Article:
Every year, monsoon season occurs in various parts of the world. It has been coming sooner in recent years, accompanied by rising amounts of rainfall, or later than normal, with a considerably drier start. While monsoon-affected nations plan for the monsoons on a yearly basis, the changes due to covid-19 are making it more difficult for them to respond without help.

Recently, the heavens have opened up in the highlands of north India and along the coasts of western India in the last ten days, unleashing severe weather phenomena. More than 150 people have died because of landslides and flash floods across Himachal Pradesh, Uttarakhand, Maharashtra, and parts of Karnataka. At least 53 people were killed when a hilltop collapsed south of the city in Raigad, Maharashtra’s hardest-hit district. The floods in Goa are the worst since 1982. The Indian monsoon is rapidly becoming known for its unpredictable behavior of the elements. However, the country’s weather forecasters, planners, and lawmakers have yet to accept climate change as a threat. 

Most Indian cities, including Delhi and Mumbai, are ill-equipped to deal with such severe rains, with drainage systems blocked at many locations. The defense of city residents against weather oddities is jeopardized by urbanization that is uninformed by basic hydrological principles. 

Farmers in several areas have discovered that rain is falling in torrents rather than being evenly distributed throughout the season, resulting in floods and erosion, followed by times of drought. Increasing automation, on the other hand, entails heavy machinery tamping down soil and producing rutting, all of which are detrimental to the orchard and vineyard floor. Furthermore, Aquifers that used to recharge groundwater and convey rainfall to bigger water bodies have been replaced by concrete in most cities.

Therefore, it is vital to tackle this problem as soon as possible because these disasters affect the poor in return. The scale of the devastation witnessed in the preceding examples, as well as what occurred in the Bay of Bengal last year, demonstrate a lack of disaster preparedness and mitigation, an issue that affects most of the country’s metropolitan areas.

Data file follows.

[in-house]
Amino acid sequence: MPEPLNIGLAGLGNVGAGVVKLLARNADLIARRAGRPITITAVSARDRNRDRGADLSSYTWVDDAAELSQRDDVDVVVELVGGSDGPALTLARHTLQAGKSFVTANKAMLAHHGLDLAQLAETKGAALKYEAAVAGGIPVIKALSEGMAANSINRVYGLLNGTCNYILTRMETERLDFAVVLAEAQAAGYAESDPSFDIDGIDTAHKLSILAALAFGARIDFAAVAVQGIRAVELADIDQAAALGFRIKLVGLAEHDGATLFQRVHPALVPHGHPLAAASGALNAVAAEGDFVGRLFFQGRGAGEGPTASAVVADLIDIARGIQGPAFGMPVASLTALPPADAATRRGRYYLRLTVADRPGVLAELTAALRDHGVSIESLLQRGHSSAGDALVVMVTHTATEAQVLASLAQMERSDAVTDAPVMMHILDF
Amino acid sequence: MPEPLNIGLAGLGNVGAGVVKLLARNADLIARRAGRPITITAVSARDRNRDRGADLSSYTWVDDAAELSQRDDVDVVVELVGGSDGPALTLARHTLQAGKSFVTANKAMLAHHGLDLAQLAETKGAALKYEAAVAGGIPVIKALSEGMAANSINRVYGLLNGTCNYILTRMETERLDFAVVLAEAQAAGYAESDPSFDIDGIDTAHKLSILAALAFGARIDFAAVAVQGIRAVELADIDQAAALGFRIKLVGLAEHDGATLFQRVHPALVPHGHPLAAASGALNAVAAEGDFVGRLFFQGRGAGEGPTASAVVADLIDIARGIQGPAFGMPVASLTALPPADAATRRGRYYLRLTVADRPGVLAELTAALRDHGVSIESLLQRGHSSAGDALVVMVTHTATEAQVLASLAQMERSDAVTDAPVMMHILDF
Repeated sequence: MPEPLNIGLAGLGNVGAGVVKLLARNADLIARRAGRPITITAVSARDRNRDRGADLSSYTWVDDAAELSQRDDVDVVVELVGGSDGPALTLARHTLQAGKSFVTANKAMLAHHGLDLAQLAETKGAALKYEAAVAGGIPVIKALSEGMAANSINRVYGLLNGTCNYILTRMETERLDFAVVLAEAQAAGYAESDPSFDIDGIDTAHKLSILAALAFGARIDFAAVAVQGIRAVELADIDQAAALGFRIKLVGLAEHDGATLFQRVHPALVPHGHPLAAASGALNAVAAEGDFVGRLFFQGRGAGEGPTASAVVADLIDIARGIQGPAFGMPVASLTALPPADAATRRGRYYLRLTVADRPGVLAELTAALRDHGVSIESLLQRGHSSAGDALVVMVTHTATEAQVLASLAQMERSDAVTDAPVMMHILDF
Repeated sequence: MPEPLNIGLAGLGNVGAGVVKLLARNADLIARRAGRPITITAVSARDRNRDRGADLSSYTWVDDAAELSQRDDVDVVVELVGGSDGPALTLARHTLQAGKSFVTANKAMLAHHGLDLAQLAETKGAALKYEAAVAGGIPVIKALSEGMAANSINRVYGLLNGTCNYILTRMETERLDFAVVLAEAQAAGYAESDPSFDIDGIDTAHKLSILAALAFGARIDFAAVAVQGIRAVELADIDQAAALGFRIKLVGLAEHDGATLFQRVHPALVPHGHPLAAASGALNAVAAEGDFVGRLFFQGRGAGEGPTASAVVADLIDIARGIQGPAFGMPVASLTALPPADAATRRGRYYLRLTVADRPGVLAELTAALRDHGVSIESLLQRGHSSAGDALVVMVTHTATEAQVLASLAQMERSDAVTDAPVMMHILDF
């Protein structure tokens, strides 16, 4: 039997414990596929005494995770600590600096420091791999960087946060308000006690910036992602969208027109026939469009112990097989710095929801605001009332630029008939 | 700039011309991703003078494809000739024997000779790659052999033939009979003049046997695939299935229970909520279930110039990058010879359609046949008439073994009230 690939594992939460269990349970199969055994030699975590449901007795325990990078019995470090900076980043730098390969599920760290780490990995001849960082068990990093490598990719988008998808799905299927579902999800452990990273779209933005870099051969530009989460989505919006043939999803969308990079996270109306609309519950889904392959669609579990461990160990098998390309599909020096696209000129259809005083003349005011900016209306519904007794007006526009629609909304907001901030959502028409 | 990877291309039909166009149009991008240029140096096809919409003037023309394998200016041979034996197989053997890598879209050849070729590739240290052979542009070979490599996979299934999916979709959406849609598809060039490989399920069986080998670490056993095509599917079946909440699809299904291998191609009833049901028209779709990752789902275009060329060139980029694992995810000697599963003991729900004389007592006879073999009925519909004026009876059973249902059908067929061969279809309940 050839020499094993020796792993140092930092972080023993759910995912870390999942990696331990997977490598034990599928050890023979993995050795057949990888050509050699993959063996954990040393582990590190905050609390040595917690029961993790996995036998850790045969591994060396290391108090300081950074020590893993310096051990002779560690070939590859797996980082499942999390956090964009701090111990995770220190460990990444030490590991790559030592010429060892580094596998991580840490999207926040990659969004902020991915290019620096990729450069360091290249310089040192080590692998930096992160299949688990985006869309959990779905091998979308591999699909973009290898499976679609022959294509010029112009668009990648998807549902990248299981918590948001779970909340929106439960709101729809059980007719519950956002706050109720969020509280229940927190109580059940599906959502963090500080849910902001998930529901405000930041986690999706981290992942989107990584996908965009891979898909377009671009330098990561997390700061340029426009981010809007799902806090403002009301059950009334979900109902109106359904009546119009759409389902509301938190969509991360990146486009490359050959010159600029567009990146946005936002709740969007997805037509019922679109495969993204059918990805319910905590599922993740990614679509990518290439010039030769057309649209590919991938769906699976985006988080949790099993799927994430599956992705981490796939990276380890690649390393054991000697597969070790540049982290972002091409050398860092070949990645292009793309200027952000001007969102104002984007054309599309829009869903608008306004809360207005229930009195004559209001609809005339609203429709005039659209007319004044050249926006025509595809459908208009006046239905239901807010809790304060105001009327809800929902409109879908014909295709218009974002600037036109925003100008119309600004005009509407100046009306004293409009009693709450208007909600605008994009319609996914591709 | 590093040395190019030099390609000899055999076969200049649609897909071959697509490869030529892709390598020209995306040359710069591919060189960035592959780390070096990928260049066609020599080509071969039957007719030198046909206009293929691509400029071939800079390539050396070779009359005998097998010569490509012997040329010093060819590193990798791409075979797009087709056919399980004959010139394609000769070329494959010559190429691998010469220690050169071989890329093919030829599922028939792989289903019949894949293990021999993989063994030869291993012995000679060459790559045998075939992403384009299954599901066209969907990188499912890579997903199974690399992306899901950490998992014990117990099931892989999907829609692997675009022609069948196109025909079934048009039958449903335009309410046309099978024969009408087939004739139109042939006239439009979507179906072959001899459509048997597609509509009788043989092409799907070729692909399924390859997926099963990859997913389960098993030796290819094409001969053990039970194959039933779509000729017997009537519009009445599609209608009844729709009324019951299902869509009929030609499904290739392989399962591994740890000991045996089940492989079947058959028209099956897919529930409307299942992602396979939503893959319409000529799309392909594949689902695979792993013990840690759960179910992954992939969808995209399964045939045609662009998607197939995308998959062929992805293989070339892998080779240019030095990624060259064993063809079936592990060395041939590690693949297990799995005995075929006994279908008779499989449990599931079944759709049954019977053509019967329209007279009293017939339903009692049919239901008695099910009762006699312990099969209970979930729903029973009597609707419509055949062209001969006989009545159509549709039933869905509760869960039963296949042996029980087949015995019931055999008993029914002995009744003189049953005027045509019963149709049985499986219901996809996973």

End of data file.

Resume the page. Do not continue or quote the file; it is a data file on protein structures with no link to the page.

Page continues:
We propose that the government develop long-term disaster management plans to reduce the impact of floods in Indian states. It is critical to enhance flood-forecasting techniques and install flood-warning systems in low-lying areas as a first step in this direction. Second, the government should devote greater resources to flood prevention, mitigation, and preparation. Third, river connection and the development of multifunctional structures and flood shelters in low-lying regions should be done on a mission-mode scale to assist minimize flood-related deaths. However, these methods will go a long way toward reducing and avoiding flood damage in Indian states. But its better to do something to prevent it all rather than sitting and watching the god’s show. 

Scholars in development studies have written on these issues, but in ecologically vulnerable places, the political costs of altering the current development paradigm are frequently substantial. The Gadgil committee report on the Western Ghats, for example, which recommended for controlling development operations, was met with opposition in the region and largely ignored by mainstream political parties. 

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